Regina’s Soita mulle (Call Me for those not familiar with Finnish) is something you wouldn’t expect coming out of Finnish music scene. Dreamy and petite pop adorned with nuances of shoegaze never was, and even today isn’t, part of the country’s music scene. When it was released in 2011 the album became both a commercial and critical success, an unexpected but welcomed disturbance in the status quo of uneventful releases. For a nation that enjoys fleeting summers, with their endless night-piercing sunrays, these few months are the lifeblood; life is made, lived and lost like there was no tomorrow. To capture this atmosphere is a miracle, and in that Regina’s masterpiece succeeds. Two young bodies, intertwined and laying under shade, glowing in the soft light. Grass bent under their weight, lovers captured in the realization of now and its short-lived nature. This theme illustrates the cover art and repeats itself in the music videos. But even without visual cues one can’t but to evoke these images, so precisely they are made alive in Regina’s music.
Unessa [Asleep] kicks off the record with an upbeat and hazy melody that is built around twinkling and echoing noices – representations of sunbeams glittering on a tranquil lake. As the name implies, it’s an invitation to a hypnotizing dream. What follows is a story of finding your significant other. Haluan sinut [I Want You] is a ode to the feeling when you become blind for everyone and everything else other than your beloved one. It’s a catchy pop-rock song that forces a smile on your face. “Take away all the weapons, give away everything that you could defence yourself with”, repeats on the third track, Lepään aalloilla [I’m Resting On the Waves]. It’s a slow, mellow song built around the aforementioned, thought provoking lyrics; only by opening yourself, lowering all defences, can you really love. Jos et sä soita [If You Don’t Call] and Päivät valuvat [Days Dribble] are typical electro-pop pieces, lead by minimalistic guitar and synthesizer play. In the love story of long, warm and bright nights, they tell about days when you restlessly wait for that call, when days pass sluggishly and when the magic gives away just slightly as to balance your romanticism infused, naive thoughts.
Mustavalkeaa [Black and White], one of the highlights of the album with it’s catchy guitar, sounds like Ride, the British shoegaze group from late 80’s and early 90’s. The singer Iisa Pykäri’s girlish voice recites beautiful words one after another, almost whimsically. What follows is a personal favorite. Ui mun luo [Swim To Me] creates an aquatic soundscape, an experience like no other. The two lovers, now embraced by soft, warm waves, gaze at each other from a distance, then dive to each other’s arms, spiraling underwater hidden from eyes. Iisa’s sighing forms a perfect alliance with elemental sounds of water and sparkling cavernous echoes. Gently shredding guitar and ghastly organ blows resonate in Harjun takaa [From Behind The Ridge] as Iisa sings “Seawind flows from behind the ridge, I can feel it’s salty air on my face”. It’s an aggressive composition on an otherwise soft album. The last song Valveilla [Awake] introduces some dissonance to this love story, but not that of vicious quality. Rather, it’s about those passing, even silly, moments of strife. Quarrelsome words are exchanged, but soon peace is made.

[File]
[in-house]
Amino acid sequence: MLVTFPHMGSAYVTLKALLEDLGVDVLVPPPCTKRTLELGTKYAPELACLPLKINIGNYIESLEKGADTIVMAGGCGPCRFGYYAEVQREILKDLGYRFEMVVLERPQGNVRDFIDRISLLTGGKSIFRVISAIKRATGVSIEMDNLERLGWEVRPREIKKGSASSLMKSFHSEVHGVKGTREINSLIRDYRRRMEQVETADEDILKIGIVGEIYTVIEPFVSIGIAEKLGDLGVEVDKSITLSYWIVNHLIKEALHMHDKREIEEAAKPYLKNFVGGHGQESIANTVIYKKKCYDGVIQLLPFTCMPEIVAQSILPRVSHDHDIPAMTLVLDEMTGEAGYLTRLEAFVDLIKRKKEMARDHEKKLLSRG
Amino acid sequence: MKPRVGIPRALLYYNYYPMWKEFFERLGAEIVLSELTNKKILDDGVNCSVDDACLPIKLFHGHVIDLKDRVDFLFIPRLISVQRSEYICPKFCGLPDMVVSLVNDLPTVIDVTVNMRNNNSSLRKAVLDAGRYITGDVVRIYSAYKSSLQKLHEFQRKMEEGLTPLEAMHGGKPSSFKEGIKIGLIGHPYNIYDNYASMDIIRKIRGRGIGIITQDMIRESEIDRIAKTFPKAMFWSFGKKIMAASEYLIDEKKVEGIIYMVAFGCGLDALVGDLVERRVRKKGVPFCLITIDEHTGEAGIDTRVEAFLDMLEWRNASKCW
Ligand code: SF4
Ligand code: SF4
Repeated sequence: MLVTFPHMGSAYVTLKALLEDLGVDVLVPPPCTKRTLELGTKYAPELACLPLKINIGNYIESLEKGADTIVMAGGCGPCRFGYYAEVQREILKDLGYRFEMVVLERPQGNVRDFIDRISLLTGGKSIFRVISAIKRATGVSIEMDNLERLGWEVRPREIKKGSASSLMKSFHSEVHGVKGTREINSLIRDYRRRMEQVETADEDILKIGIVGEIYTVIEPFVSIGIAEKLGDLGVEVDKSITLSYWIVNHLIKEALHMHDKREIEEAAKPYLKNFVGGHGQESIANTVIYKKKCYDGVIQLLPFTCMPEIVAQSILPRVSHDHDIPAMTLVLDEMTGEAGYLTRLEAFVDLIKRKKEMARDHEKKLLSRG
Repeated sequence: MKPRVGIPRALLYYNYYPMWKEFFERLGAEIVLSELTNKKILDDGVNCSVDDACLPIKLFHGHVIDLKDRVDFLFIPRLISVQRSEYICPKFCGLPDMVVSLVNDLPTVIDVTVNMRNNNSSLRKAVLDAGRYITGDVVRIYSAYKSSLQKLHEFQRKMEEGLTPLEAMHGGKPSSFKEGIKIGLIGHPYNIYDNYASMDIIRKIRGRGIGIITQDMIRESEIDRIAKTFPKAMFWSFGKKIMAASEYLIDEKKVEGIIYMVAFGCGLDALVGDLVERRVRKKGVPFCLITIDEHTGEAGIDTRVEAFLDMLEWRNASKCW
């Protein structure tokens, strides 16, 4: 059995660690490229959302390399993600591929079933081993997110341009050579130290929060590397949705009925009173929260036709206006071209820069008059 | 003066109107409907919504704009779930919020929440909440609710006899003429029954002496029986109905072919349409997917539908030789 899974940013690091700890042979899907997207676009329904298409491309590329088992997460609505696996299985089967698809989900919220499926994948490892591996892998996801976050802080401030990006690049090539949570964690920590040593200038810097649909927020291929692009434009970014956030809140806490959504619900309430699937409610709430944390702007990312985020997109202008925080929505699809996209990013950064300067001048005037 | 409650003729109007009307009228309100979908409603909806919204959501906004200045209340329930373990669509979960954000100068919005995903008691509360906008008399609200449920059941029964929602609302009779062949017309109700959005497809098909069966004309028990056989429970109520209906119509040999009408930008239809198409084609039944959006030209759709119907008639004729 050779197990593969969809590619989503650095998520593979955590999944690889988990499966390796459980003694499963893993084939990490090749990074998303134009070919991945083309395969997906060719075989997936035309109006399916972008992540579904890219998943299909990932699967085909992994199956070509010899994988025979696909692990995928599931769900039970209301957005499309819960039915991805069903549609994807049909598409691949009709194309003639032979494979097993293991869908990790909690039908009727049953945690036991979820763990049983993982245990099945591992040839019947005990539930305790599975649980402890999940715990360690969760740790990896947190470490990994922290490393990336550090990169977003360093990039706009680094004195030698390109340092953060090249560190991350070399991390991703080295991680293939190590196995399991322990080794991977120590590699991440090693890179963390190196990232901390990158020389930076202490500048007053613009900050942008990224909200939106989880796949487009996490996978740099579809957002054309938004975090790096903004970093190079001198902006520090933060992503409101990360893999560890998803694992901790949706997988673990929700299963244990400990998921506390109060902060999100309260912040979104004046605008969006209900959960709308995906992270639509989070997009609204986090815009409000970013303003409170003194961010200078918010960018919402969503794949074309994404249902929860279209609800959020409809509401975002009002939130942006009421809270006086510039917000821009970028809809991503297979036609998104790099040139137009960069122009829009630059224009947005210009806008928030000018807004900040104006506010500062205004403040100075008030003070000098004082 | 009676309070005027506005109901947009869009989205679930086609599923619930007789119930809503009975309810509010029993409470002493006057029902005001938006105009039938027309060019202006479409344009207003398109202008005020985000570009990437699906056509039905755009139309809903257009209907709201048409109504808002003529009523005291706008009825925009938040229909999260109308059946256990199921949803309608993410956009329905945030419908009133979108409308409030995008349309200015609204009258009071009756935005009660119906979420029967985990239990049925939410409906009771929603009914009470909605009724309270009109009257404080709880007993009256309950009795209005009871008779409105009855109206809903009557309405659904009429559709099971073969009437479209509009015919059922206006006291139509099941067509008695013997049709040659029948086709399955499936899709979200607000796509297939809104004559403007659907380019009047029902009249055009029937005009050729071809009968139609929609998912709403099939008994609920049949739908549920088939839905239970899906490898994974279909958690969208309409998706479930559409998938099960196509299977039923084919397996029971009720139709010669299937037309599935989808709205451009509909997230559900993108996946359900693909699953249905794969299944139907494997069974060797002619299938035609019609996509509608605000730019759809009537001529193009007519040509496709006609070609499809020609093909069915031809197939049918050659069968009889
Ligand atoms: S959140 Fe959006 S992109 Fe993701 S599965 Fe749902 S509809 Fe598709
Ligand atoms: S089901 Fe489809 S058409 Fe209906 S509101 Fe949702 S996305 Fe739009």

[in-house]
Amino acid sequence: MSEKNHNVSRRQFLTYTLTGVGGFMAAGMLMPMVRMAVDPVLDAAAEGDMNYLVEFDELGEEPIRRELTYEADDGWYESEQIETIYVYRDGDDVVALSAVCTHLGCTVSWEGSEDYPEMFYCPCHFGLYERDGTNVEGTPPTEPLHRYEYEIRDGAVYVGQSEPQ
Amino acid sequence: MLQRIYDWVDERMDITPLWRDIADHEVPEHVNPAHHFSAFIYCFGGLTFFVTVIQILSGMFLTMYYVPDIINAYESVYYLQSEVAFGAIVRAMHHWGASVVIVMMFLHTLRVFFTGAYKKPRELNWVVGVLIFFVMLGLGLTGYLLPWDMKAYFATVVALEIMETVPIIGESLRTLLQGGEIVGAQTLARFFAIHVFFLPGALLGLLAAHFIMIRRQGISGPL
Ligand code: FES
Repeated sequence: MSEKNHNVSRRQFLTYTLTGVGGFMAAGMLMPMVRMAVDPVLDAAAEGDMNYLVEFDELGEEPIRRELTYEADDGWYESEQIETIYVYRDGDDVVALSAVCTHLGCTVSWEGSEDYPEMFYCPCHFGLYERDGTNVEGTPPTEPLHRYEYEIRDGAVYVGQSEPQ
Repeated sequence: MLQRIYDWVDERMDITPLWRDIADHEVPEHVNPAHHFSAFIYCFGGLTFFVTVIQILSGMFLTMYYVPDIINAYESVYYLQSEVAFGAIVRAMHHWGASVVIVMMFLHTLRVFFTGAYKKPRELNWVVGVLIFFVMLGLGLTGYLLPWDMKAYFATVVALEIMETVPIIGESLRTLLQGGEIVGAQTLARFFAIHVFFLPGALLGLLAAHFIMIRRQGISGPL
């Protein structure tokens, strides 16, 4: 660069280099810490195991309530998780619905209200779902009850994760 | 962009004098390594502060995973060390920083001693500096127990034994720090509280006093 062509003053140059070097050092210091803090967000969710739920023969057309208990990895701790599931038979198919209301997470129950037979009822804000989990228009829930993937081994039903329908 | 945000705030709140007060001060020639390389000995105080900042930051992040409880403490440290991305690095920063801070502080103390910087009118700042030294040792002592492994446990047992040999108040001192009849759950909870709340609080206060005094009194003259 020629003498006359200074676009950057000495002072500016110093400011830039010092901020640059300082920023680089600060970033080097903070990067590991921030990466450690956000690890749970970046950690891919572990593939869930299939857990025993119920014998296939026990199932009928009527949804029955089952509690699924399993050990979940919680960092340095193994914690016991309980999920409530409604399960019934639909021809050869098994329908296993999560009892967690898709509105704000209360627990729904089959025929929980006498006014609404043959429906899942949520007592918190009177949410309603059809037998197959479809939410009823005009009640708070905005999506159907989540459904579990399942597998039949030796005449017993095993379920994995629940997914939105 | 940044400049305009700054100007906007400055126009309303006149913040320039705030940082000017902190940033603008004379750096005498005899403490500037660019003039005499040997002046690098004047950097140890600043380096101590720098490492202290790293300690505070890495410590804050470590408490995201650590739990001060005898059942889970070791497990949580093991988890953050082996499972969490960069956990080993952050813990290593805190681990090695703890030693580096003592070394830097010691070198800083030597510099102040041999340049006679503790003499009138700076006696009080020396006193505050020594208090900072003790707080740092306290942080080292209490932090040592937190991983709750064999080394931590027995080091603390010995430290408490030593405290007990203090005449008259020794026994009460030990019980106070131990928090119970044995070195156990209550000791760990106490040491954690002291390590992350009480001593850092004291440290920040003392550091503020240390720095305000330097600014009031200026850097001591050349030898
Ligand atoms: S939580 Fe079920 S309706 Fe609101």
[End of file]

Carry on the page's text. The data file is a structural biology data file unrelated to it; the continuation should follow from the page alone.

It’s an interesting detail that the album begins with a song named Asleep and ends with one entitled Awake. Love might be a dream, but instead of waking from it you wake to it, an important distinction that is often ignored. Soita mulle is an album that not only possesses a unique and mesmerizing sound, but also carefully crafts an eternal story of love in its early moments. This is a soundtrack for summers in the past and summers yet to come.
L’auteur du jour: There is a common theme when it comes to Sebastian and his taste in music: Dissonant, dreamy, trippy, noisy and mesmerizingly melodic. Add some romanticism in and it’s perfect. From classical to jazz and from shoegaze to IDM, this journalist from Finland enjoys music in all its genres, and spends excessive hours in sonic landscapes. Mention My Bloody Valentine and he flips out.